The cornea is the clear front window of the eye that covers the colored iris and the round pupil. Light is focused while passing through the cornea so we can see. If the cornea is injured, it may become swollen or scarred, and its smoothness and clarity may be lost. Scars, swelling, or an irregular shape can cause the cornea to scatter or distort light, resulting in glare or blurred vision.
In corneal transplant surgery, the damaged cornea is removed and a clear donor cornea is sewn into place. Ophthalmologists perform more than 40,000 corneal transplants each year in the United States, Of all transplant surgeries done today – including heart, lung and kidney — corneal transplants are the most common and successful.
A Corneal Transplant may be needed if such conditions exist:
- Corneal failure after other eye surgery, such as cataract surgery;
- Keratoconus, a steep curving of the cornea;
- Hereditary corneal failure, such as Fuch’s cornea;
- Scarring after infections, especially after herpes;
- Rejection after first corneal transplant;
- Scarring after injury.
- Complications from LASIK (lamellar transplants).
What happens if you decide to have a corneal transplant?
Once you and your ophthalmologist decide you need a corneal transplant, your name is put on a list at the local eye bank. Usually the wait is short. Before a cornea is released for transplant, the eye bank tests the human donor for the viruses that cause hepatitis and AIDS. The cornea is carefully checked for clarity. Your ophthalmologist may request that you have a physical examination and other special tests. If you usually take medications, ask your ophthalmologist if you should continue them.
The day of surgery
Surgery is often done on an outpatient basis. You may be asked to skip breakfast, depending on the time of your surgery. Once you arrive for surgery, you will be given eye drops and sometimes medications to help you relax. The operation is painless. Anesthesia is either local or general, depending on your age, medical condition and eye disease. You will not see the surgery while it is happening, and will not have to worry about keeping your eye open or closed.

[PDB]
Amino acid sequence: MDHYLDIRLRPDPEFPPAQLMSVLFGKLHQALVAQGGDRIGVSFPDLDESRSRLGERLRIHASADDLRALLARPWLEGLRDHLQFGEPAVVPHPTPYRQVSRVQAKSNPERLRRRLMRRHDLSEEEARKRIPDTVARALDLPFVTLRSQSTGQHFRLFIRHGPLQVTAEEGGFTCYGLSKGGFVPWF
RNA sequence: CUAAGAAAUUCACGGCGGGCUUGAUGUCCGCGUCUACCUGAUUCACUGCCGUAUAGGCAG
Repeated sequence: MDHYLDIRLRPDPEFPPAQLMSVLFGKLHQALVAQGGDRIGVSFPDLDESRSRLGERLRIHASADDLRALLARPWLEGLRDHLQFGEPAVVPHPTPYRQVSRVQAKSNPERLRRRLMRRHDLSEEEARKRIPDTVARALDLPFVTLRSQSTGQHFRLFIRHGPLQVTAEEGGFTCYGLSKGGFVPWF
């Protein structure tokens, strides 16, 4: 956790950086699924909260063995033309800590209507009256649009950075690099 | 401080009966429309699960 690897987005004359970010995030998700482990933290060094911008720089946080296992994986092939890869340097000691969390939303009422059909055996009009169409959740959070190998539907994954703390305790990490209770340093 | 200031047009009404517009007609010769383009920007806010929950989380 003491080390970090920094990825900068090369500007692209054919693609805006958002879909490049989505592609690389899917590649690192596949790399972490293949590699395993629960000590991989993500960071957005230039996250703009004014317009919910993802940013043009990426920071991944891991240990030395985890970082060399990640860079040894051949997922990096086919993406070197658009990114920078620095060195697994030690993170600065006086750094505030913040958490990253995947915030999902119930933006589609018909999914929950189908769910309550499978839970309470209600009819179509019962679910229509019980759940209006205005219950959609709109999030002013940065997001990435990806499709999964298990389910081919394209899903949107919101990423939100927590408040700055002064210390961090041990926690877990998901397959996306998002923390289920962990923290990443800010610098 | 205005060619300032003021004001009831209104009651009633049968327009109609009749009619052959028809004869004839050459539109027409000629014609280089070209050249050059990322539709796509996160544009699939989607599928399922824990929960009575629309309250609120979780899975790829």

The eyelids are gently opened. Looking through a surgical microscope, the ophthalmologist measures the eye for the size for the corneal transplant.The diseased or injured cornea is carefully removed from the eye. Any necessary additional work within the eye, such as removal of a cataract, is completed. Then the clear donor cornea is sewn into place.When the operation is over, the ophthalmologist will usually place a shield over your eye.
If you are an outpatient, you may go home after a short stay in the recovery area. You should plan to have someone else drive you home. An examination at the doctor’s office will be scheduled for the following day.
You will need to:
- Use the eye drops as prescribed;
- Be careful not to rub or press on your eye;
- Use over-the-counter pain medicine, if necessary;
- Continue normal daily activities except exercise;
- Ask your doctor when you can begin driving;
- Wear eyeglasses or an eye shield as advised by your doctor.
Your ophthalmologist will decide when to remove the stitches, depending upon the health of the eye and rate of healing. Usually, it will be several months, at least, before stitches are removed.